Are you also saying that some cards don't have card types? That doesn't often make sense. You haven't provided any details. However, if a Card doesn't have a Card Type, I'll bet you have either problems elsewhere in your application, or you've chosen really poor names that don't provide the least clue as to what these things mean. You should fix the other parts of your application to assure that each card actually does have a card type. Or you should fix your names to be meaningful.

Clearly, the ORM statement uses inner joins and your SQL uses outer joins. What's the real question? How to do outer joins correctly? If you take the time to search for [Django] and Left Outer Join, you'll see that the Raw SQL is a terrible idea.

Or is the real question how to do the sum correctly? From your own answer it appears that the SQL is wrong and you're really having trouble with the sum. If so, please clean up the SQL to be correct.

If the outer joins are part of the problem -- not just visual noise -- then you have to do something like this for an outer join with a sum.

def user_profit():
    for u in User.objects.all():
        profit = sum[ t.price - t.cost
            for c in u.card_set.all()
                for t in c.cardtype_set.all() ]
        yield user, profit

In your view function, you can then provide the value of function to the template to render the report. Since it's a generator, no huge list is created in memory. If you need to paginate, you can provide the generator to the paginator and everything works out reasonably well.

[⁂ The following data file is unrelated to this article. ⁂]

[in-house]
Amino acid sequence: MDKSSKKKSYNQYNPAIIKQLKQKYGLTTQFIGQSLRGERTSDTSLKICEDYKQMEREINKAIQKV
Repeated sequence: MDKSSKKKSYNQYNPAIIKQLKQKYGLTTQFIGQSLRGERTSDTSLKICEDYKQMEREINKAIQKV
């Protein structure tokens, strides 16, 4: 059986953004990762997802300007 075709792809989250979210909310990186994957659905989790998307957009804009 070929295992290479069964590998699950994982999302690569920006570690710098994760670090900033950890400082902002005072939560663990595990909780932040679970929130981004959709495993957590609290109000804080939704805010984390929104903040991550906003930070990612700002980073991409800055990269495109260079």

This is often of comparable speed to a complex raw SQL query with a lot of outer joins.

If, indeed, the card to card-type relationship is not actually optional, then you can shorten this, somewhat. You still have an outer join to think about.

def user_profit():
    for u in User.objects.all():
        profit = sum[ c.cardtype.price - c.cardtype.cost
            for c in u.card_set.all() ]
        yield user, profit
share|improve this answer
    
Many thanks for your detailed answer and patience. 1) Model attached to the original question. 2) User have multiple Cards and card have a CardType(non-optional). 3) The SQL is generated by Django ORM with malfunctioning GROUP BY clause removed. 4) Your answer is enough and no further help is needed, thank you! –  Proton Sep 29 '10 at 13:24
    
The original SQL works. And this is another one works too: SELECT t . * , SUM( t.cnt * ( cardtype.price - cardtype.cost ) ) AS profit FROM ( SELECT user.id AS uid, user.name AS name, card.cardtype_id AS cardtype, COUNT( * ) AS cnt FROM card INNER JOIN user ON card.buyer_id = user.id GROUP BY user.id, card.cardtype_id ) AS t INNER JOIN cardtype ON cardtype.id = t.cardtype GROUP BY t.uid ORDER BY profit DESC Which one is better at performance?(Formatting doesn't seem work) –  Proton Sep 29 '10 at 14:40
    
@Proton: Extra -- useless -- Outer Joins will appear to "work". However, if the Card to CardType relationship is not optional, then the Outer Join between Card and Type is meaningless, completely wrong, as well as useless and confusing. –  S.Lott Sep 29 '10 at 16:45

Well, I found this
Sum computed column in Django QuerySet

Have to use raw SQL now...
Thank you two!

share|improve this answer
    
you didn't :) Now just accept your own answer by clicking the tick mark icon next to this answer. –  Manoj Govindan Sep 29 '10 at 9:49
2  
You didn't look very hard: stackoverflow.com/search?q=%5Bdjango%5D+left+outer+join. This is a common question. –  S.Lott Sep 29 '10 at 9:58
    
Here's the rule you broke. Rule 1: Search First; Ask Second. Since you found your own answer, you could have used that answer and never posted the duplicate question in the first place. We do not like duplicates. We all have the power to avoid trivial duplication by searching first and only asking after we've read all the related questions. –  S.Lott Sep 29 '10 at 11:02
    
@S.Lott: I'm a beginner on Django, and didn't work out a suitable keyword... Actually I did search hard T_T –  Proton Sep 29 '10 at 12:51